Elders in Need of Freedom: Sundiata Acoli, 80 Years Old

Dec 9, 2016 |

     One of the U.S.’s longest-held political prisoners, Sundiata Acoli was denied release again on November 21, 2016, and ordered to wait 15 years before another parole hearing. Sundiata is 80 years old.

Born in 1937 as Clark Edward Squire in Decatur, Texas, Sundiata earned a B.S. in mathematics and worked for various computer firms in the New York area. During the summer of 1964 he did voter registration work in Mississippi, and in 1968 he joined the Harlem branch of the Black Panther Party. He did community work around issues of schools, housing, jobs, childcare, drugs, and police brutality. In 1969 he and 13 others were arrested in the Panther 21 conspiracy case. He was held in jail without bail and on trial for two years before being acquitted, along with all other defendants, by a jury deliberating less than two hours. After Sundiata’s release, FBI intimidation of potential employers shut off all employment possibilities in the computer profession. Increasing FBI harassment, surveillance, and provocations drove him underground.

In May 1973, while driving on the New Jersey Turnpike, he and two other Black liberation activists, Zayd Malik Shakur and Assata Shakur, were stopped by state troopers. A shoot-out ensued in which Zayd was killed and Assata was wounded. One state trooper was killed and another wounded. The state was subsequently allowed to try Sundiata and Assata separately, arguing two different theories of the case. In separate trials, Assata and Sundiata were each convicted of firing the same shots and killing Trooper Werner Foerster. Sundiata was sentenced to life in prison plus 30 years, the longest sentence in NJ history for such a crime. Assata later escaped and eventually received political aslyum in Cuba.

In the fall of 1992, Sundiata first became eligible for parole. He was not permitted to attend his own parole hearing and was only allowed to participate via telephone. Despite an excellent prison work, academic, and disciplinary record, despite numerous job offers in the computer profession, and despite thousands of letters on his behalf, Sundiata was denied parole. Instead, at the conclusion of the 20-minute telephone hearing, the board ruled that he must serve another 20 years before another coming up for parole again—the longest span given in New Jersey history.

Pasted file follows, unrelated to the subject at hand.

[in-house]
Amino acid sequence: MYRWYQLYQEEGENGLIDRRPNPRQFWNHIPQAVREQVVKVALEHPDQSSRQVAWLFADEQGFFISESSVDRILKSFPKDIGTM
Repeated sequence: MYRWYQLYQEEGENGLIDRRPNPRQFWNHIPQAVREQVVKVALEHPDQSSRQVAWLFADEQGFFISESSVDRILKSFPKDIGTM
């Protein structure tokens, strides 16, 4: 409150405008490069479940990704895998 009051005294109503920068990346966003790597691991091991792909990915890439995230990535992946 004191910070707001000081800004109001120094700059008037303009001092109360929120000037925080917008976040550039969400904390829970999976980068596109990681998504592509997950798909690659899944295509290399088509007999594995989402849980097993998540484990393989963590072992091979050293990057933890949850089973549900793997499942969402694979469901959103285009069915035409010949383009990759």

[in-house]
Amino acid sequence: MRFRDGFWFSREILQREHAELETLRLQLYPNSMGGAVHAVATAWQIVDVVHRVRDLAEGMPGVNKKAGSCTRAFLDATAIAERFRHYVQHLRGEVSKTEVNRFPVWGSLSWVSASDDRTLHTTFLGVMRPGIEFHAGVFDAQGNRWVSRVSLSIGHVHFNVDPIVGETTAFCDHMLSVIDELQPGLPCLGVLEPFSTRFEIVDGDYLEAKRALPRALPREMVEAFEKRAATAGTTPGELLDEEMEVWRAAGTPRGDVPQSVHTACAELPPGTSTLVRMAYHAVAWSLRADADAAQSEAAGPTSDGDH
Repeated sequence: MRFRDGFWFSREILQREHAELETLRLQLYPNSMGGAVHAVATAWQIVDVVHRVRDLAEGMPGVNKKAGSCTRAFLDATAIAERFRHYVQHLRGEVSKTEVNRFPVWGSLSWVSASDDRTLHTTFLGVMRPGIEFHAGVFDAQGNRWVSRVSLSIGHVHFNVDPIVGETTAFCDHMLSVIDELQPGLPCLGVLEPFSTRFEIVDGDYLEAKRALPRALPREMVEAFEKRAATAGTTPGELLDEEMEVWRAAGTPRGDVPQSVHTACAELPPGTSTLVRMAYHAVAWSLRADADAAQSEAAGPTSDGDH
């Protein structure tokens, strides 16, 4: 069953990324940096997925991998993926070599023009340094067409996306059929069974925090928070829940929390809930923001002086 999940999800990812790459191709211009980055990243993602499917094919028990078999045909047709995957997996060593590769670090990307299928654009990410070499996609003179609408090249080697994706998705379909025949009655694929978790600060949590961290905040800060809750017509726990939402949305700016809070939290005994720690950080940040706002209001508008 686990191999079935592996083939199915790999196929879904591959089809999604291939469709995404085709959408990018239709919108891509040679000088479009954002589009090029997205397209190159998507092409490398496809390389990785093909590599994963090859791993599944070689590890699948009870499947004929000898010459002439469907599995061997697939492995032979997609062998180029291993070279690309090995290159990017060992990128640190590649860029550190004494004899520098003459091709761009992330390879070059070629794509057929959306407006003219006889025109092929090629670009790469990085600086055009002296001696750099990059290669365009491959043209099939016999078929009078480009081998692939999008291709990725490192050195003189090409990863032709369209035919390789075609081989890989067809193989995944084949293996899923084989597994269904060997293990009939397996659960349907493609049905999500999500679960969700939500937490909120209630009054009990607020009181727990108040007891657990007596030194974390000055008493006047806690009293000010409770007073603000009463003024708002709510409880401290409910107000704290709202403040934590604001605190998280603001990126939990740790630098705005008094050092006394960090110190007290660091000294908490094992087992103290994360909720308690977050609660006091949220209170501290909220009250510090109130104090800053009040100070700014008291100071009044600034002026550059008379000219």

Even though none of his charges are federal, Sundiata has spent most of the last 40 years in notorious federal penitentiaries in Marion, Illinois, and Fort Leavenworth, Kansas, where he was held 23 hours a day in his cell under high security. The first five years of his sentence were served in Trenton State Penitentiary, in a specially created Management Control Unit, where he was let out of his cell only ten minutes a day for showers and two hours a week for recreation.

Sundiata’s treatment and denial of parole are directly related to his political views. In 1979, just before Sundiata was transferred to Marion in the middle of the night, the International Council of Jurists interviewed Sundiata and declared him a political prisoner. In 1992, the Parole Board explicitly stated that they imposed the 20-year waiting period on him because of his membership in the Black Panther Party and the Black Liberation Army, and because hundreds of letters of support characterized him as a New Afrikan Prisoner of War. Furthermore, NJ state police continually lobby against his release, instead seeking further punishment for the death of Trooper Foerster, despite a psychologist’s testimony that Sundiata shows regret for his involvement.

In 2014, a panel of judges ordered the NJ Parole Board to “expeditiously set conditions” for Acoli’s release, citing his good behavior, remorse, and “low to moderate risk” of reoffending. In February 2016, a higher court overturned this order, and the police welcomed the court decision as a victory for law enforcement. This decision prompted the latest hearing, which denied Sundiata’s release in November. As often happens, the board focused almost entirely on the original crime and not on who Sundiata has shown himself to be in the past 40 years. According to Sundiata, parole board members asked him, “Aren’t you angry that they broke Assata out of prison instead of you?” He responded, “I don’t or wouldn’t wish prison on anyone.”

Assata Shakur writes of Sundiata: “I want so much for Sundiata to know how much he is loved and respected. I want him to know how much he is appreciated by revolutionaries all over the world. I want Sundiata to know how much he is cherished by African people, not only in the Americas, but all over the Diaspora. I want him to know how much we admire his strength, his courage, his kindness and compassion. Sundiata loves freedom and we must struggle for the life and freedom of Sundiata.”